Thank you for your note. I appreciate that you took the time to write something thoughtful.
A lot of the headlines that you reference are not things that I said – they are media spin. Since I first made the “Hope” poster, I’ve found the press tends to either portray me as a brainwashed Kool-Aid drinker who considers Obama the Messiah, or someone who has turned against him, when in reality I’m neither.
My feelings about Obama are very mixed, but that’s not at all an implicit endorsement of the Republican platform. I’ve been very clear that Obama has let the left down, not been too far to the left. Both parties have moved further to the right over the last 30+ years.
I dedicated basically a year of my life plus to supporting Obama based on his proposed ideas during his campaign – of supporting a green economy, decreasing the influence of lobbyists in Washington, pushing for universal healthcare, closing down Guantanamo, and making the system more fair so that the middle class, not just the Oligarchs, could achieve the “American dream.” Obama also said he would pull troops out of Iraq and Afghanistan as quickly as possible.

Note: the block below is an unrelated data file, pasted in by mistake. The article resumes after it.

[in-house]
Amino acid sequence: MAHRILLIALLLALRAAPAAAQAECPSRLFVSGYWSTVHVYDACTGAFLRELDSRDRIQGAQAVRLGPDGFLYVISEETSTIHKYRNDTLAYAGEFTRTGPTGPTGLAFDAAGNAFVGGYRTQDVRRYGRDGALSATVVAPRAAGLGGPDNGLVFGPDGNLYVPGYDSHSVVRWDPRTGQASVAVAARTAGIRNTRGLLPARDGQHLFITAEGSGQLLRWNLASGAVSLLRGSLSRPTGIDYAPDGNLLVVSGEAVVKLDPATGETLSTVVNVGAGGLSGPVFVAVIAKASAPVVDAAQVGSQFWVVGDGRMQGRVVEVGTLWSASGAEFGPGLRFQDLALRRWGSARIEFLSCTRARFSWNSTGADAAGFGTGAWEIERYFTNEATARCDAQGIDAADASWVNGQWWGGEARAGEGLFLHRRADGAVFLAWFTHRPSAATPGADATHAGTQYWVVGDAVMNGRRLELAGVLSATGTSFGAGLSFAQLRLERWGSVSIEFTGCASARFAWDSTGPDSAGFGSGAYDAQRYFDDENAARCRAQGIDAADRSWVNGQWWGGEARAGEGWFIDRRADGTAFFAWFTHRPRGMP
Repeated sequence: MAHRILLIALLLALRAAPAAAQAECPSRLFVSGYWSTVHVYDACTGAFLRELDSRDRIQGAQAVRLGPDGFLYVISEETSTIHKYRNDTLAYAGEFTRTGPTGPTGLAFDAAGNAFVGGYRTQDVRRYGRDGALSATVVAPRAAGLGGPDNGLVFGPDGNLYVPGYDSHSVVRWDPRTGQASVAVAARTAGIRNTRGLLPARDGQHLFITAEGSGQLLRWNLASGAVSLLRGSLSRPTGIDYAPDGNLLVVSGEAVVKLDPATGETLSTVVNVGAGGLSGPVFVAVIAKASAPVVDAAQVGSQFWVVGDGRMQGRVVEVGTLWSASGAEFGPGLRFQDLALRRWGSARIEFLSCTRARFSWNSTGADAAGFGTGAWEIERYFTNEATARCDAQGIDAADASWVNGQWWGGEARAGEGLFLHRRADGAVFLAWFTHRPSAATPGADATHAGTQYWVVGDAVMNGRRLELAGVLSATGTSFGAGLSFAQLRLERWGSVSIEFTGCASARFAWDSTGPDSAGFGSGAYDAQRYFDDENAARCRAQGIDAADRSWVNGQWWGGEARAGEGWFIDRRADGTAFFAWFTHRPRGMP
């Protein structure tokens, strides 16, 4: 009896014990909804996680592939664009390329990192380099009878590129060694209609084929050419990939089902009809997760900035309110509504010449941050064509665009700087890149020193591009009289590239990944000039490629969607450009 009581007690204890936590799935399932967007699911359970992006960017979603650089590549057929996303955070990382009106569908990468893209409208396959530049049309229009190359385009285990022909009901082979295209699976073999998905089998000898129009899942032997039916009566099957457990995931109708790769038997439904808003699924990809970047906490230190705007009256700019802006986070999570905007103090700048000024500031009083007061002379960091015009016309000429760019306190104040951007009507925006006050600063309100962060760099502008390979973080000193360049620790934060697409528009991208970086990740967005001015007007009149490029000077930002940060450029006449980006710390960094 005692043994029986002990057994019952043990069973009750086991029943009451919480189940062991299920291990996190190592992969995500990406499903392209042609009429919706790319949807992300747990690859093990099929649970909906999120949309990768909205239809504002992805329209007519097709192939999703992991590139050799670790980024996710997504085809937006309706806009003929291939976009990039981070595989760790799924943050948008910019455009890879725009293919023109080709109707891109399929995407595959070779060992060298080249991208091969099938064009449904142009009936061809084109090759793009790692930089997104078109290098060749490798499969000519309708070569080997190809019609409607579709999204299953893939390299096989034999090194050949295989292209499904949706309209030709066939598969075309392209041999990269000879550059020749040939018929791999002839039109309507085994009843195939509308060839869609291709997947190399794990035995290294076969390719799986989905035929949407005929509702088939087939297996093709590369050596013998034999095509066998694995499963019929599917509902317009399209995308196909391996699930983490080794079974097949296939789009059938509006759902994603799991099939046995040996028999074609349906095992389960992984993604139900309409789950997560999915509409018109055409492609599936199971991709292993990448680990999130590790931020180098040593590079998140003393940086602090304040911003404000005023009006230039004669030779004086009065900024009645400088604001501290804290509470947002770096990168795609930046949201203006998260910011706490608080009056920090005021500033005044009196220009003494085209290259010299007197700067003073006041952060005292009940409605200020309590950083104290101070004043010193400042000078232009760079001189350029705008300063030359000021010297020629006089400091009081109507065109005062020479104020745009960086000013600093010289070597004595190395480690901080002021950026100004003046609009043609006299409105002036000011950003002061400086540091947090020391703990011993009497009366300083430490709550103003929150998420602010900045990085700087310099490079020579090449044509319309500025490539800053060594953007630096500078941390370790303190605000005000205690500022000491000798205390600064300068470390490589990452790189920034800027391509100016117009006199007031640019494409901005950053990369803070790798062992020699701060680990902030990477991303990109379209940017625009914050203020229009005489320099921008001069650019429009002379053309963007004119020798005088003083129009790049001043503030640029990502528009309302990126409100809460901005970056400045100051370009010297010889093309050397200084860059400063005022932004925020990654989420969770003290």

The other thing I was working on in 2008 and early 2009 was blocking, and then protesting the passing of, Proposition 8 in California. I’ve been outspoken about marriage equality for a lot longer than Obama has. Obama did not show his support for marriage equality until several years into his presidency, which I found incredibly disappointing because I have friends who know him personally and knew where he stood on the issue in private.
When I was asked in the Esquire interview about Obama I felt that I needed to answer honestly. I am honestly disappointed in Obama not because he didn’t accomplish the things I’d hoped he’d accomplish, but because he chose to parse his words and made attempts to appease rather than stand up vocally for the ideas he campaigned on and stand up for justice in general.
I feel incredibly fortunate to be successful in my business, which is an exception, and I empathize with those people who are struggling…I’d like to see Obama attempting more to help restore the middle class, even if it’s only vocalizing his dis-satisfaction with the system as it now exists.